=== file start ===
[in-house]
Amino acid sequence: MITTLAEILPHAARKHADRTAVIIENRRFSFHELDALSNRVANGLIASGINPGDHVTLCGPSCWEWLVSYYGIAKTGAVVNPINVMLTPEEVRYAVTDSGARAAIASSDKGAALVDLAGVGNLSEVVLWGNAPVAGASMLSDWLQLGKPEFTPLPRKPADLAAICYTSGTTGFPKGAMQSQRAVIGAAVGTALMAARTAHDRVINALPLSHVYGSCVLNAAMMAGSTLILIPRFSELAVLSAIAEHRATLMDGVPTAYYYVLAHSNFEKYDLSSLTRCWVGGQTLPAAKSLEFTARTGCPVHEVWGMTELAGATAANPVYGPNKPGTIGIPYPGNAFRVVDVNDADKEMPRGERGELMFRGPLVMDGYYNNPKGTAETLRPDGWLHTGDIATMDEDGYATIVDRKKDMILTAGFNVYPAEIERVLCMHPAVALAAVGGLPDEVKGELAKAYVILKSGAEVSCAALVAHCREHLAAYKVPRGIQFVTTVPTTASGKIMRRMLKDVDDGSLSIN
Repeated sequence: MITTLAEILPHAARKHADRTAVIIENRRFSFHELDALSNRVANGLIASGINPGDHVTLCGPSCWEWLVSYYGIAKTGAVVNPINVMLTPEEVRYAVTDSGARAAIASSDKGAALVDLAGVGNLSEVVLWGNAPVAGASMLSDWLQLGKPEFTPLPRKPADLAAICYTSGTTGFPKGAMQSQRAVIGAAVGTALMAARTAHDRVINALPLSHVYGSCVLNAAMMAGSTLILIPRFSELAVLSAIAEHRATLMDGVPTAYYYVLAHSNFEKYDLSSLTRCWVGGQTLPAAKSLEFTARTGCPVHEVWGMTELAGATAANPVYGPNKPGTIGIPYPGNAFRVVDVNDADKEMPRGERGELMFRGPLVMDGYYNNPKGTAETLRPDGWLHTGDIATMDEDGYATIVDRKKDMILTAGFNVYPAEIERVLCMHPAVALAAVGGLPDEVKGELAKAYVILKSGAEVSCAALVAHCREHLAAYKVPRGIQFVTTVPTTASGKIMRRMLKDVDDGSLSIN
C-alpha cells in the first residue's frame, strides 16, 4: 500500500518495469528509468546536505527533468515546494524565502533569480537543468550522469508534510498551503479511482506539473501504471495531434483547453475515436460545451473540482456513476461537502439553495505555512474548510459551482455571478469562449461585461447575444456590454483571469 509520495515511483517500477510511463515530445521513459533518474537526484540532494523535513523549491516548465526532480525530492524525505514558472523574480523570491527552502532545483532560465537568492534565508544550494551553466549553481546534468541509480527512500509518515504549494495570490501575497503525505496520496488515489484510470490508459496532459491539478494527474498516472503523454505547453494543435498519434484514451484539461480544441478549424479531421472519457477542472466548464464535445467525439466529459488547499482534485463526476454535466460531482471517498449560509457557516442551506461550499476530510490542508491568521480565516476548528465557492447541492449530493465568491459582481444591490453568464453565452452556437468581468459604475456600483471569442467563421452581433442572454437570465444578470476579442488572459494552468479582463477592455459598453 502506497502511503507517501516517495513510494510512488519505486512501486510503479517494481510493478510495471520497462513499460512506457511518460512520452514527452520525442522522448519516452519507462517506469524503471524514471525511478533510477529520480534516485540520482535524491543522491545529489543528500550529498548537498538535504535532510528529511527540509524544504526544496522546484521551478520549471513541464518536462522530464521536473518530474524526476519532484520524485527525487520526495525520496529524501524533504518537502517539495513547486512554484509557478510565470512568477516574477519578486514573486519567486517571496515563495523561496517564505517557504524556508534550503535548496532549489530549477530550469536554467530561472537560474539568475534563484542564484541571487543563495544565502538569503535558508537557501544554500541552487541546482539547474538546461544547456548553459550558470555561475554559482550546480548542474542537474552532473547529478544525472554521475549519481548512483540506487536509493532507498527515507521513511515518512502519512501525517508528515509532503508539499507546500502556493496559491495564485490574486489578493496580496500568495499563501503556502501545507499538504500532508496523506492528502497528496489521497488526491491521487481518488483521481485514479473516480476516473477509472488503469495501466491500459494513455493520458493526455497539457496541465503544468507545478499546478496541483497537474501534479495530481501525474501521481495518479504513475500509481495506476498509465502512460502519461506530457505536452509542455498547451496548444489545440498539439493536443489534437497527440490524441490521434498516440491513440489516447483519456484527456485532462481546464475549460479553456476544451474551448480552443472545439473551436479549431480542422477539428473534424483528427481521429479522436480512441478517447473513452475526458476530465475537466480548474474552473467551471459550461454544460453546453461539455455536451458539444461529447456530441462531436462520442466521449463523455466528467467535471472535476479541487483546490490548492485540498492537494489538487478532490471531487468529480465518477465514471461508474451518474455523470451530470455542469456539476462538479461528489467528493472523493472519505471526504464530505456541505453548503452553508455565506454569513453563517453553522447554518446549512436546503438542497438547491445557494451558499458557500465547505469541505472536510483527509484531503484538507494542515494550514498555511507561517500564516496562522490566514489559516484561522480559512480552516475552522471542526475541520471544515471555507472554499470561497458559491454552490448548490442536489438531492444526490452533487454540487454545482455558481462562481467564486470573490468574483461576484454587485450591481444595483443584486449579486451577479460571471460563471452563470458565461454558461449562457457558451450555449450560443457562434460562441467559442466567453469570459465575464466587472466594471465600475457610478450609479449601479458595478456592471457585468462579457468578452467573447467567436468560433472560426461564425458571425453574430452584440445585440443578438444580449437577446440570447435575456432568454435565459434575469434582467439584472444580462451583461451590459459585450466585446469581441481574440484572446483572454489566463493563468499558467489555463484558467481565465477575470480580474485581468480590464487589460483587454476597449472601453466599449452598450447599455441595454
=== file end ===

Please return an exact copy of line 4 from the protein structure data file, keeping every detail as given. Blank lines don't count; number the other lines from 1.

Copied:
C-alpha cells in the first residue's frame, strides 16, 4: 500500500518495469528509468546536505527533468515546494524565502533569480537543468550522469508534510498551503479511482506539473501504471495531434483547453475515436460545451473540482456513476461537502439553495505555512474548510459551482455571478469562449461585461447575444456590454483571469 509520495515511483517500477510511463515530445521513459533518474537526484540532494523535513523549491516548465526532480525530492524525505514558472523574480523570491527552502532545483532560465537568492534565508544550494551553466549553481546534468541509480527512500509518515504549494495570490501575497503525505496520496488515489484510470490508459496532459491539478494527474498516472503523454505547453494543435498519434484514451484539461480544441478549424479531421472519457477542472466548464464535445467525439466529459488547499482534485463526476454535466460531482471517498449560509457557516442551506461550499476530510490542508491568521480565516476548528465557492447541492449530493465568491459582481444591490453568464453565452452556437468581468459604475456600483471569442467563421452581433442572454437570465444578470476579442488572459494552468479582463477592455459598453 502506497502511503507517501516517495513510494510512488519505486512501486510503479517494481510493478510495471520497462513499460512506457511518460512520452514527452520525442522522448519516452519507462517506469524503471524514471525511478533510477529520480534516485540520482535524491543522491545529489543528500550529498548537498538535504535532510528529511527540509524544504526544496522546484521551478520549471513541464518536462522530464521536473518530474524526476519532484520524485527525487520526495525520496529524501524533504518537502517539495513547486512554484509557478510565470512568477516574477519578486514573486519567486517571496515563495523561496517564505517557504524556508534550503535548496532549489530549477530550469536554467530561472537560474539568475534563484542564484541571487543563495544565502538569503535558508537557501544554500541552487541546482539547474538546461544547456548553459550558470555561475554559482550546480548542474542537474552532473547529478544525472554521475549519481548512483540506487536509493532507498527515507521513511515518512502519512501525517508528515509532503508539499507546500502556493496559491495564485490574486489578493496580496500568495499563501503556502501545507499538504500532508496523506492528502497528496489521497488526491491521487481518488483521481485514479473516480476516473477509472488503469495501466491500459494513455493520458493526455497539457496541465503544468507545478499546478496541483497537474501534479495530481501525474501521481495518479504513475500509481495506476498509465502512460502519461506530457505536452509542455498547451496548444489545440498539439493536443489534437497527440490524441490521434498516440491513440489516447483519456484527456485532462481546464475549460479553456476544451474551448480552443472545439473551436479549431480542422477539428473534424483528427481521429479522436480512441478517447473513452475526458476530465475537466480548474474552473467551471459550461454544460453546453461539455455536451458539444461529447456530441462531436462520442466521449463523455466528467467535471472535476479541487483546490490548492485540498492537494489538487478532490471531487468529480465518477465514471461508474451518474455523470451530470455542469456539476462538479461528489467528493472523493472519505471526504464530505456541505453548503452553508455565506454569513453563517453553522447554518446549512436546503438542497438547491445557494451558499458557500465547505469541505472536510483527509484531503484538507494542515494550514498555511507561517500564516496562522490566514489559516484561522480559512480552516475552522471542526475541520471544515471555507472554499470561497458559491454552490448548490442536489438531492444526490452533487454540487454545482455558481462562481467564486470573490468574483461576484454587485450591481444595483443584486449579486451577479460571471460563471452563470458565461454558461449562457457558451450555449450560443457562434460562441467559442466567453469570459465575464466587472466594471465600475457610478450609479449601479458595478456592471457585468462579457468578452467573447467567436468560433472560426461564425458571425453574430452584440445585440443578438444580449437577446440570447435575456432568454435565459434575469434582467439584472444580462451583461451590459459585450466585446469581441481574440484572446483572454489566463493563468499558467489555463484558467481565465477575470480580474485581468480590464487589460483587454476597449472601453466599449452598450447599455441595454